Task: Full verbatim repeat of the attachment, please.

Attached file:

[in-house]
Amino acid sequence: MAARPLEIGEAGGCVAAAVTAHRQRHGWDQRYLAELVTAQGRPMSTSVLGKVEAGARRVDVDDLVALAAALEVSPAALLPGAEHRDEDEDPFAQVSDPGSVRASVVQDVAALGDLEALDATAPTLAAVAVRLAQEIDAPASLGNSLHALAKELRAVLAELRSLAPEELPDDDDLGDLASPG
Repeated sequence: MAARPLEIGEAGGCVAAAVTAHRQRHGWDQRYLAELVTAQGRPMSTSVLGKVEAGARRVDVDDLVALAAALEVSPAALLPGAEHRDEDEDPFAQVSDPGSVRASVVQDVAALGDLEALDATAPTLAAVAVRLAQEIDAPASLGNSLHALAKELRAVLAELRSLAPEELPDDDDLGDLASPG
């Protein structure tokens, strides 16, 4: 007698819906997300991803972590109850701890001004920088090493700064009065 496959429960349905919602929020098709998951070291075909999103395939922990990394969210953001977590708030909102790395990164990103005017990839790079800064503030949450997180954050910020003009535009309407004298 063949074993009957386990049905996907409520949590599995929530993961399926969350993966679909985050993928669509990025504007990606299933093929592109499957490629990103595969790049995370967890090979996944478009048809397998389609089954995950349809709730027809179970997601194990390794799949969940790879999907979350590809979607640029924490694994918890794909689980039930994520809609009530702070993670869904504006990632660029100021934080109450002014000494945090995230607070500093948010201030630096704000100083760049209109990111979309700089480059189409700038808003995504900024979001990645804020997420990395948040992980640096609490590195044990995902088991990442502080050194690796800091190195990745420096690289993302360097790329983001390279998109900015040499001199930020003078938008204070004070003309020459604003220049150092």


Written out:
[in-house]
Amino acid sequence: MAARPLEIGEAGGCVAAAVTAHRQRHGWDQRYLAELVTAQGRPMSTSVLGKVEAGARRVDVDDLVALAAALEVSPAALLPGAEHRDEDEDPFAQVSDPGSVRASVVQDVAALGDLEALDATAPTLAAVAVRLAQEIDAPASLGNSLHALAKELRAVLAELRSLAPEELPDDDDLGDLASPG
Repeated sequence: MAARPLEIGEAGGCVAAAVTAHRQRHGWDQRYLAELVTAQGRPMSTSVLGKVEAGARRVDVDDLVALAAALEVSPAALLPGAEHRDEDEDPFAQVSDPGSVRASVVQDVAALGDLEALDATAPTLAAVAVRLAQEIDAPASLGNSLHALAKELRAVLAELRSLAPEELPDDDDLGDLASPG
């Protein structure tokens, strides 16, 4: 007698819906997300991803972590109850701890001004920088090493700064009065 496959429960349905919602929020098709998951070291075909999103395939922990990394969210953001977590708030909102790395990164990103005017990839790079800064503030949450997180954050910020003009535009309407004298 063949074993009957386990049905996907409520949590599995929530993961399926969350993966679909985050993928669509990025504007990606299933093929592109499957490629990103595969790049995370967890090979996944478009048809397998389609089954995950349809709730027809179970997601194990390794799949969940790879999907979350590809979607640029924490694994918890794909689980039930994520809609009530702070993670869904504006990632660029100021934080109450002014000494945090995230607070500093948010201030630096704000100083760049209109990111979309700089480059189409700038808003995504900024979001990645804020997420990395948040992980640096609490590195044990995902088991990442502080050194690796800091190195990745420096690289993302360097790329983001390279998109900015040499001199930020003078938008204070004070003309020459604003220049150092």